4.3 The other two parties in their reply only furnished copy of bank statement and stated that they have incurred huge losses in their business, therefore no return was filed by them. Consequently, the AO issued summons under section 131(1) of the Act to the loan parties to appear in person for verification of credit worthiness.
4.4 The proprietor of M/s Akshar Trading namely Shri Sanjay Jashvantlal appeared before the AO dated 02-03-20 15. In the statement recorded under section 13 1(1) he stated that due to loss in business of sand trading, he closed his business and now working as supervisor in a company namely Saint Gobain Pvt. Ltd for last two years and drawing annual salary of Rs. 4 lakh. With regard to sources of providing interest free loan of Rs. 2,33,85,000/- to the appellant assessee, he stated that on the death of his father, he received an amount of 2.4 crore from his father bank as legal heir which utilized in making interest free loan to the assessee. The AO asked him to provide death certificate and bank statement of his father to which he stated that the same will be submitted on next day. However, Shri Sanjay Jashvantlal failed to furnish the same despite issuing several notices.
4.5 Likewise, the proprietor of MS Carting Contractor appeared dated 13-03-2015 and stated that due to loss in sand trading business, he closed down the same. Now, he is working in a company namely Crompton Graves and withdrawing annual salary of Rs. 4 lakh only. With regard to source of giving interest free loan to the assessee, he stated that same was provided out of amount credited in his bank on account of sale of materials.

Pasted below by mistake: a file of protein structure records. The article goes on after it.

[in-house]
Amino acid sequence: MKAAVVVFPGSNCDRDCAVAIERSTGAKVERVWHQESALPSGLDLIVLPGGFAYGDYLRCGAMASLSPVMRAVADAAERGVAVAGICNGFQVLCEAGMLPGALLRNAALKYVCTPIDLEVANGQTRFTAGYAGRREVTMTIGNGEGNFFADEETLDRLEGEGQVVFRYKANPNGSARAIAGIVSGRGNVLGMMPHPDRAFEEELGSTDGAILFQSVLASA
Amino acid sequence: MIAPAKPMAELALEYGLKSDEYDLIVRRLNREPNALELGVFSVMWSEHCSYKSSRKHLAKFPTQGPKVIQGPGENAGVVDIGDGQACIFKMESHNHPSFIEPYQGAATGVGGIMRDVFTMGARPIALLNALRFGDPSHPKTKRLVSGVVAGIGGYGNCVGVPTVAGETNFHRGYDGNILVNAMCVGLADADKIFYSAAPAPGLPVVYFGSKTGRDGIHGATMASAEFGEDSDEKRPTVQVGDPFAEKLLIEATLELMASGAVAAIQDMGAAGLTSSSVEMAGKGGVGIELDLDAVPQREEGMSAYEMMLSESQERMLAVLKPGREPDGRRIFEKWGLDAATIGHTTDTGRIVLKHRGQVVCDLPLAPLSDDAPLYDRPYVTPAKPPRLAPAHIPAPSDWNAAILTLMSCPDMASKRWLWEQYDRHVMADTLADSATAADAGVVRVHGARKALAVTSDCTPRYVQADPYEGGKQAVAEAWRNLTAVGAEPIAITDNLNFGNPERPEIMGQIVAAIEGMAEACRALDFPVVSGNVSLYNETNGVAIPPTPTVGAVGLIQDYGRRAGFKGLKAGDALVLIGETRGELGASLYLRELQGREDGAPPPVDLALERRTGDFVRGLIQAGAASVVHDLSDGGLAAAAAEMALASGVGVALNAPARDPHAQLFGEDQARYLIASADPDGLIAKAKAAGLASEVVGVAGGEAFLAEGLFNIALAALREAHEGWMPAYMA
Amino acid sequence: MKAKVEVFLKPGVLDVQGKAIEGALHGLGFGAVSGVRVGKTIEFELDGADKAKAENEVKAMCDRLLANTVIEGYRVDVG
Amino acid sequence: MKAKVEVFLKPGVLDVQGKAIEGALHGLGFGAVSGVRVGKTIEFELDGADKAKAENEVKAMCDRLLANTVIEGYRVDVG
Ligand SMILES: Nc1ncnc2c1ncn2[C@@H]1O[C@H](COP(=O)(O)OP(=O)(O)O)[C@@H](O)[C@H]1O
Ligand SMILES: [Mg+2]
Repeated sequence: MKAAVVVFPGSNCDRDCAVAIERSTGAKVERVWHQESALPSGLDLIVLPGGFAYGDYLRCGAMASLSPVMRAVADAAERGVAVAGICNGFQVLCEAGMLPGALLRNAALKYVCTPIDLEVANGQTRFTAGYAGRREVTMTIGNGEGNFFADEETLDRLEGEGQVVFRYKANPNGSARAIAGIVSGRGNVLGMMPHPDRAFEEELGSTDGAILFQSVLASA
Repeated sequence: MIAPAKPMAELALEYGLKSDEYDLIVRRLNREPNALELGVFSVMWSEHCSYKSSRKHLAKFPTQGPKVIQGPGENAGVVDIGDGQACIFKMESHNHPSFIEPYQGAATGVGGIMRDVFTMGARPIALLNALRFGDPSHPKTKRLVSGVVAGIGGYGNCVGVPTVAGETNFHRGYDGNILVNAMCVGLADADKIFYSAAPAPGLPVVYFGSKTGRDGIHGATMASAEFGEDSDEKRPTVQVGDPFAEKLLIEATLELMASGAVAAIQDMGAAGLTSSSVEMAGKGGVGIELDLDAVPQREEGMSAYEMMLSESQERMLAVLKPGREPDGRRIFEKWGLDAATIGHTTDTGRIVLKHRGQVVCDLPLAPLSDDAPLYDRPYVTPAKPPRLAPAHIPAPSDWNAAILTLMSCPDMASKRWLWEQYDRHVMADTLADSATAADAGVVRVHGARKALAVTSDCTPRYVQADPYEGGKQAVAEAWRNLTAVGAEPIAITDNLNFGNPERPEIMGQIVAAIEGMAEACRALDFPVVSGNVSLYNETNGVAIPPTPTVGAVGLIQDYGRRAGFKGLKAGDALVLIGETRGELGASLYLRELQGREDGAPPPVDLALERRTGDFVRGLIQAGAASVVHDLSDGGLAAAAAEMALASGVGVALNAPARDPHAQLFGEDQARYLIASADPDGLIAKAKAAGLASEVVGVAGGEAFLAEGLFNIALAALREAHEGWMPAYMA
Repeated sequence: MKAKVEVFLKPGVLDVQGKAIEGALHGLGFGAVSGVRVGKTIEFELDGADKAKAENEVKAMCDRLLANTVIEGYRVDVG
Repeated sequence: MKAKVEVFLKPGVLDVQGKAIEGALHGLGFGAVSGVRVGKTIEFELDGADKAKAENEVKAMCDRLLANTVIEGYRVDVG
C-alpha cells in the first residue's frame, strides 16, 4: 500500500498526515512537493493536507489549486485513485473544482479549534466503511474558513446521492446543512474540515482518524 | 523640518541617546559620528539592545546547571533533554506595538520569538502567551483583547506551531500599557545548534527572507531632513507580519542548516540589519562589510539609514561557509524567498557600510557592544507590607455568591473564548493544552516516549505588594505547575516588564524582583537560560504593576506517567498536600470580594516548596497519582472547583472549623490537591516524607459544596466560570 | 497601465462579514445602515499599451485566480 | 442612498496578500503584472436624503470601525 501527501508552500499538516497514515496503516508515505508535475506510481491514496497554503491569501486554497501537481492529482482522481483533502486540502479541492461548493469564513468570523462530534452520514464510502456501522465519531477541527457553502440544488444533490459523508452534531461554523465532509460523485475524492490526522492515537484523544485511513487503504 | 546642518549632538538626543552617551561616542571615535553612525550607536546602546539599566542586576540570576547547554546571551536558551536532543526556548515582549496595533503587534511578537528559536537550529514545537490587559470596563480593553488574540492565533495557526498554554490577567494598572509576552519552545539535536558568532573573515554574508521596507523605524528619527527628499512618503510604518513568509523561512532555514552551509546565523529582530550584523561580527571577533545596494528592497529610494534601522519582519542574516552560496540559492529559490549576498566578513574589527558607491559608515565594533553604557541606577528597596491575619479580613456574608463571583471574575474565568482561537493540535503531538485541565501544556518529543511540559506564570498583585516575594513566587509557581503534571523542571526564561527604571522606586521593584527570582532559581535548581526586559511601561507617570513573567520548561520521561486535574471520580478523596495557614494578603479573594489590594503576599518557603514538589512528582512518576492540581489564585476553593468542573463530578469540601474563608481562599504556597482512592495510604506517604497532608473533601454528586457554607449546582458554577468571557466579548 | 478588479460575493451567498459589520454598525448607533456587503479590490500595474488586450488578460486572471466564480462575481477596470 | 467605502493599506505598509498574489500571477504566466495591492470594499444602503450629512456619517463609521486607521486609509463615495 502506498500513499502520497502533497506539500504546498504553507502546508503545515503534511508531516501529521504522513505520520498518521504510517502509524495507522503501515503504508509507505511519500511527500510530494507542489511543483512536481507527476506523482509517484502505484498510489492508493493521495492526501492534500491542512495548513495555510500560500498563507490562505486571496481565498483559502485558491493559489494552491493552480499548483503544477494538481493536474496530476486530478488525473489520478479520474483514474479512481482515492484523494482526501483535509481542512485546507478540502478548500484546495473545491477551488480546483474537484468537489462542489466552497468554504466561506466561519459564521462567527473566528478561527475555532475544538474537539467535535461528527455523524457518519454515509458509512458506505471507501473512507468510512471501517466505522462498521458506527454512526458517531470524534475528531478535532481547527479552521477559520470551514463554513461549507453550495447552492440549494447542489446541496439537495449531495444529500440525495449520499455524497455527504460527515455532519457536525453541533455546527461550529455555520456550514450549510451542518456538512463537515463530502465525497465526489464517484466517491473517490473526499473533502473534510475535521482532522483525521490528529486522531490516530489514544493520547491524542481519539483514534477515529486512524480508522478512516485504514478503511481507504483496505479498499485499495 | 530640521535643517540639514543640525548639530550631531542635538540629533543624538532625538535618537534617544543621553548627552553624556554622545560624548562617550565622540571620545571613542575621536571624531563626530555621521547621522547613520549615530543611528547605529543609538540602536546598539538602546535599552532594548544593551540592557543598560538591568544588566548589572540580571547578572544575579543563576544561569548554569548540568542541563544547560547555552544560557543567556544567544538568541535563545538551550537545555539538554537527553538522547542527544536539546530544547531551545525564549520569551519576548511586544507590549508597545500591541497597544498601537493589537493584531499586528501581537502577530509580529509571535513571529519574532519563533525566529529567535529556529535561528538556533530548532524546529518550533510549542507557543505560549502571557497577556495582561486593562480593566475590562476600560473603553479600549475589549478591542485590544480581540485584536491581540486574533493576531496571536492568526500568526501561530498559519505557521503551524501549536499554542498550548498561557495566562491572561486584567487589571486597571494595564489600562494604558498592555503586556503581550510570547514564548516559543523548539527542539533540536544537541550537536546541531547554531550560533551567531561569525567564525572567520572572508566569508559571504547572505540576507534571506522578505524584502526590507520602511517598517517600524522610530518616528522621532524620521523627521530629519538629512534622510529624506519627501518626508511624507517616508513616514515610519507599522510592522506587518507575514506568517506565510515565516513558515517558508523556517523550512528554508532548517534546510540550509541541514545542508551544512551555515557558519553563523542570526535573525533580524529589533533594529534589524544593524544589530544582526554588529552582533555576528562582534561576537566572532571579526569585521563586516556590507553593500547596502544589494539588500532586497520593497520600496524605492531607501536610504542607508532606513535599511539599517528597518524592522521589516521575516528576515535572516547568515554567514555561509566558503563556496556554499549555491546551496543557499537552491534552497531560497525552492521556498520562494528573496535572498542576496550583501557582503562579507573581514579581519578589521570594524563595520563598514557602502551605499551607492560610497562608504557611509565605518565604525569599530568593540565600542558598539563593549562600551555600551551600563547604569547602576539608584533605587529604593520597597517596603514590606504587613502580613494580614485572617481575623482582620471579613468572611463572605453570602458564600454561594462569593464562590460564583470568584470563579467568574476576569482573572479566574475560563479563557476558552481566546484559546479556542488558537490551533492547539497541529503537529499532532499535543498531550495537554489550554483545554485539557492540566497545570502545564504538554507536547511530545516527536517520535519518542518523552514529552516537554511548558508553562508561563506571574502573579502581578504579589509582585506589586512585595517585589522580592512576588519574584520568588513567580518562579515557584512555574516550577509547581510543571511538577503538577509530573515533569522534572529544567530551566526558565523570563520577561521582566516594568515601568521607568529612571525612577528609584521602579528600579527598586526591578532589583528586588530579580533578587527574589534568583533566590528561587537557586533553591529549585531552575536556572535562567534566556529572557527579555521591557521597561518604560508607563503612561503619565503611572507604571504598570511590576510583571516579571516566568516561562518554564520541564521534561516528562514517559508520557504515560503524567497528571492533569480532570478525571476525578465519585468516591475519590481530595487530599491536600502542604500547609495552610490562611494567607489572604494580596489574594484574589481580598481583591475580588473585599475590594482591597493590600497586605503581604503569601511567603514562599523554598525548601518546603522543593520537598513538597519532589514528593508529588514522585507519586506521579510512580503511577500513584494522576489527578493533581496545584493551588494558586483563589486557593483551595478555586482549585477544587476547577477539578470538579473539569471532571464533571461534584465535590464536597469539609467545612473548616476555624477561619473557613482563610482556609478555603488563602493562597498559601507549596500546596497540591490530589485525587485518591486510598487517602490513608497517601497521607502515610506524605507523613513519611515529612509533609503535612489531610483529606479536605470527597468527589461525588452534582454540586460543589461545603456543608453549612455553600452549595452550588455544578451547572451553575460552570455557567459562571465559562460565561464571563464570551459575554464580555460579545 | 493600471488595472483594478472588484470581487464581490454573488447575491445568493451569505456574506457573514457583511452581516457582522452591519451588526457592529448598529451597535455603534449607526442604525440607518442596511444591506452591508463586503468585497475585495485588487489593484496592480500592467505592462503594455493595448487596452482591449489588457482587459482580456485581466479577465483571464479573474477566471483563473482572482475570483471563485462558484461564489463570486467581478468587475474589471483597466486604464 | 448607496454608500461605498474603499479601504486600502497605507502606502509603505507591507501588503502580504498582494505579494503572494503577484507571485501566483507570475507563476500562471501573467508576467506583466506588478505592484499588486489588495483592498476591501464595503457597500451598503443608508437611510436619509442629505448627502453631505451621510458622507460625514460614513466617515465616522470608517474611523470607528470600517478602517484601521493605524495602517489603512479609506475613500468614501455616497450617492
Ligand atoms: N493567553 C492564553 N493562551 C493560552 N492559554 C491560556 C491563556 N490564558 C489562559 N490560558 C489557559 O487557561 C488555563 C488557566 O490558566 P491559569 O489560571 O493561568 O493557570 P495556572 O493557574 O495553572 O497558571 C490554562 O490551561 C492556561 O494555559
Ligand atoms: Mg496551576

4.6 The AO in view of the above was of the opinion that the credit worthiness and genuineness of loan parties namely M/s Akshar Trading and M.S. Carting Contractor were not established. Both these parties not filed return of income due to low income at relevant point of time. However, in subsequent year, the assessee has meager income from salary from which the parties can merely meet their day to day requirement. Therefore in such a situation giving such huge loan to the assessee that too without charging interest is highly improbable and not possible. Thus, the circumstantial evidence suggest that the assessee has utilized their bank account to channelize her own unaccounted money. In this regard the AO referred the judgment of Hon’ble Supreme court in case of Durga Prasad More reported in 82 ITR 540 where the Hon’ble court held that it is very easy for making self-serving document if assessee want to evade tax. Therefore, the taxing authority is required to look beyond the documentary evidence produced and entitled to look into surrounding circumstantial evidence to find out the reality. The AO further made reference to various judicial pronouncement with regard to onus to prove under section 68 of the Act. Accordingly, the AO held that the assessee failed to explain genuineness and creditworthiness of the lender creditor and made addition of Rs. 3,86,35,000/- to the total income of the assessee under section 68 of the Act.
5. The aggrieved assessee preferred an appeal to the learned CIT(A).
6. The assessee before the learned CIT(A) with regard to addition of Rs. 36 lakh shown as outstanding loan from Mr. Ashok Khurana submitted that during the year she received an amount of Rs. 50 Lakh from M/s Ashka Construction Ltd. The fund was arranged on the instruction of Shri Ashok Khurana therefore inadvertently the same was credited in the ledger account of Shir Khurana instead of M/s Ashka Construction Ltd. Likewise a cheque of Rs. 14 lakh dated 31-03-2012 issued in the name of Smt. Kanaklata P Pandya but inadvertently the same was debited in the ledger of Shri Ashok Khurana. Subsequently, the cheque of Rs. 14 lakh issued in the name of Smt. Kanaklata P Pnadya got cancelled, hence the same is not reflecting in the bank statement. The assessee further claimed that mistakes as discussed above got rectified in the subsequent year which can be verified from the ledger account of all these parties i.e. Shri Ashok Khurana, M/s Ashka Construction Ltd and Smt. Kanaklata P Pandya.